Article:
GERD Treatment Overview
Gastroesophageal reflux disease (GERD) symptoms like acid reflux, heartburn, and regurgitation can often be treated at home by changing some eating habits and trying OTC medications. It can take about 6 weeks of lifestyle changes and medications to feel better.
- Eating habits: Changes may include having smaller meals, not eating right before bed, and experimenting with an elimination diet (not eating certain foods) to try to figure out what makes your acid reflux worse.
- OTC GERD medications include antacids, proton pump inhibitors (PPIs), and H2 blockers. They work in different ways to lower the amount of acid in your stomach, which helps symptoms.
People with moderate to severe symptoms may need prescription medications. Most people can get their acid reflux under control and will no longer need GERD medication. But if symptoms are severe, it may take longer—about 4 months—before you feel better.
GERD treatment next steps
GERD can usually be treated at home, but if you have acid reflux or other symptoms more than twice a week, or your symptoms disrupt your sleep, consider seeing a primary care doctor.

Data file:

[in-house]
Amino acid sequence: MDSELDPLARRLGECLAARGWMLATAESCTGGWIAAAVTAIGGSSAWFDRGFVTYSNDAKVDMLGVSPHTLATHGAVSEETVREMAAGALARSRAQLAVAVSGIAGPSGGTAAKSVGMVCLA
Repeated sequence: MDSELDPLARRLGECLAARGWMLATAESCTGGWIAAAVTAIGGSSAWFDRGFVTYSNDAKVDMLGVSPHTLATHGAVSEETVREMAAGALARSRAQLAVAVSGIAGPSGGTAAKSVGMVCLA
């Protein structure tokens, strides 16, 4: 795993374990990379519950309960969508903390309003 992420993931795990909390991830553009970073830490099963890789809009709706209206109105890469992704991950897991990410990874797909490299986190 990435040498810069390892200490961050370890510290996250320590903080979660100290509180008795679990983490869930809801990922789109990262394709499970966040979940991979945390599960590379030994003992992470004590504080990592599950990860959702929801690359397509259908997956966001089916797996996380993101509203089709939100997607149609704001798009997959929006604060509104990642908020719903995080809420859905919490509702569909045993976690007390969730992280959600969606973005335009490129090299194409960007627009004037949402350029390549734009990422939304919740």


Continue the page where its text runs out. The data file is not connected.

It’s important to get treatment for acid reflux because stomach acid can damage your esophagus over time and cause long-term problems.
GERD symptoms can also be confused with more serious conditions like heart disease. Older adults and others at risk for heart disease who have acid reflux or heartburn should talk to a doctor to make sure it’s not a heart problem.
Go to the ER if you have any of these symptoms, which could be a sign of a more serious condition: difficulty swallowing, shortness of breath, feeling lightheaded or dizzy, black tarry stool, vomiting, and unexplained weight loss.
Medical tests & labs
Your doctor may diagnose and treat GERD without testing. But if treatments aren’t helping, you may need an endoscopy (a thin scope that helps the doctor examine your digestive tract). The doctor then sends a biopsy of your stomach wall to a laboratory. This is usually done by a gastroenterologist (digestive disease specialist).
Depending on the results, a doctor will discuss with you what medications you should try and other ways to treat the problem.
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